Nuclear fusion: new record brings dream of clean energy closer

Nuclear fusion: new record brings dream of clean energy closer
Inside of JET reactorUK Atomic Energy Authority / EUROfusion

Nuclear fusion has produced more energy than ever before in an experiment, bringing the world a step closer to the dream of limitless, clean power.

The new world record has been set at the UK-based JET laboratory.

Nuclear fusion is the process that powers stars. Scientists believe it could produce vast amounts of energy without heating up our atmosphere.

European scientists working at the site said “we have achieved things we’ve never done before”.

The result came from the lab’s final experiment after more than 40 years of fusion research.

Andrew Bowie, UK Minister for Nuclear, called it a “fitting swansong”.

Nuclear fusion is the process that powers the Sun. It works by heating and forcing tiny particles together to make a heavier one which releases useful energy.

If successfully scaled up to commercial levels it could produce endless amounts of clean energy without carbon emissions. And crucially unlike wind and solar energy would not be at the mercy of weather conditions.

But as Dr Aneeqa Khan, Research Fellow in Nuclear Fusion, University of Manchester explained, this is not straightforward.

“In order for the atoms to fuse together on Earth, we need temperatures ten times hotter than the Sun – around 100 million celsius, and we need a high enough density of the atoms and for a long enough time,” she explained.

The experiments produced 69 megajoules of energy over five seconds. That is only enough energy for four to five hot baths – so not a lot.

It is clear we are still a long way off from nuclear fusion power plants, but with every experiment it is bringing us one step closer.

Prof Stuart Mangles, Head of the Space, Plasma and Climate Research Community, Imperial College London, said: “The new results from JET’s final run are very exciting.

“This result really highlights the power of international collaboration, these results wouldn’t have been possible without the work of hundreds of scientists and engineers from across Europe.”

The Joint European Torus (JET) facility, was constructed in Culham in Oxford in the late 1970s and until the end of last year was the world’s most advanced experimental fusion reactor. All experiments ceased in December.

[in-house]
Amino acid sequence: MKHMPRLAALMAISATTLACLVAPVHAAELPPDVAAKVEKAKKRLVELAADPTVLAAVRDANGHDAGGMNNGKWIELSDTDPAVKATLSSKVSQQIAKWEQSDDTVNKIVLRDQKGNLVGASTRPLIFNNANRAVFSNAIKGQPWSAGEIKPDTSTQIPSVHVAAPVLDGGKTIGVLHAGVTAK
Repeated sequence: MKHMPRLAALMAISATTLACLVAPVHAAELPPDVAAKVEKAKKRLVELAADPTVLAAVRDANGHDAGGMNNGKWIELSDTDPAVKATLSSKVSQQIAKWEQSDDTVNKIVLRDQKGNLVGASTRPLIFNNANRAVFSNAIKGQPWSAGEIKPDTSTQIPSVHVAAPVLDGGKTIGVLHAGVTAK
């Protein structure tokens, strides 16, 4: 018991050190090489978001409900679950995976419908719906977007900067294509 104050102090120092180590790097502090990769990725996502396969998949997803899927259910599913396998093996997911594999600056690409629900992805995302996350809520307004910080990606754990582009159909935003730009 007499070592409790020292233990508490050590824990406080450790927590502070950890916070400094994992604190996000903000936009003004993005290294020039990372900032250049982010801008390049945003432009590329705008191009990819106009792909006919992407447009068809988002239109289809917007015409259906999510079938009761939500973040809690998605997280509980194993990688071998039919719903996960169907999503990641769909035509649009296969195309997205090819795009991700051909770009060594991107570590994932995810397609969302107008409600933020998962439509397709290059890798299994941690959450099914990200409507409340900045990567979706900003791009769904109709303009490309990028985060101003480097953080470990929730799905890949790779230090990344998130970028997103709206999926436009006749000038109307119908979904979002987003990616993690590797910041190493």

Although based in the UK it was funded predominantly by the EU nuclear research programme, Euratom, and operated by the UK Atomic Energy Agency. For four decades it hosted scientists from the UK, Europe, Switzerland and Ukraine.

The reactor was only meant to be operational for a decade or so but repeated successes saw its life extended. The result announced today is triple what was achieved in similar tests back in 1997.

Prof Ambrogio Fasoli, programme manager at EUROfusion, said: “Our successful demonstration… instils greater confidence in the development of fusion energy. Beyond setting a new record, we achieved things we’ve never done before and deepened our understanding of fusion physics.”

UK Minister for Nuclear and Networks, Andrew Bowie, said: “JET’s final fusion experiment is a fitting swansong after all the ground-breaking work that has gone into the project since 1983. We are closer to fusion energy than ever before thanks to the international team of scientists and engineers in Oxfordshire.”

Scientists celebrate in control room of JET

UK Atomic Energy Authority / EUROfusion

But the future role of the UK in European fusion research has been unclear. Since Brexit the UK has been locked out of the Euratom programme and last year the government made the decision not to re-join.

Instead the government said it would commit £650m to national research programmes instead.

The Euratom successor to JET is a facility called ITER that will be based in France. Originally planned to be open in 2016 and cost around 5bn euros, its price has since roughly quadrupled and its start-up pushed back to 2025. Full-scale experiments are now not foreseen until at least 2035.

Although no reason was given for the UK government’s decision not to re-join Euratom the delays with ITER are believed to have played a part. At the time a spokesperson for the Department of Energy Security and Net Zero said: “Given delays to association and the direction of travel of these EU programmes, an alternative approach gives the UK the best opportunity to deliver our fusion strategy.”

At the announcement of the record on Thursday, Ian Chapman, from UKAEA, did say that discussions were still ongoing with European partners to see how the UK could be involved with ITER in the future.

The government is now hoping to build the world’s first fusion power plant in Nottinghamshire with operations beginning in the 2040s. The Spherical Tokamak for Energy Production (STEP) project will be delivered by a new nuclear body, the UK Industrial Fusion Solutions.

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Source: bbc.co.uk

By David Ryckman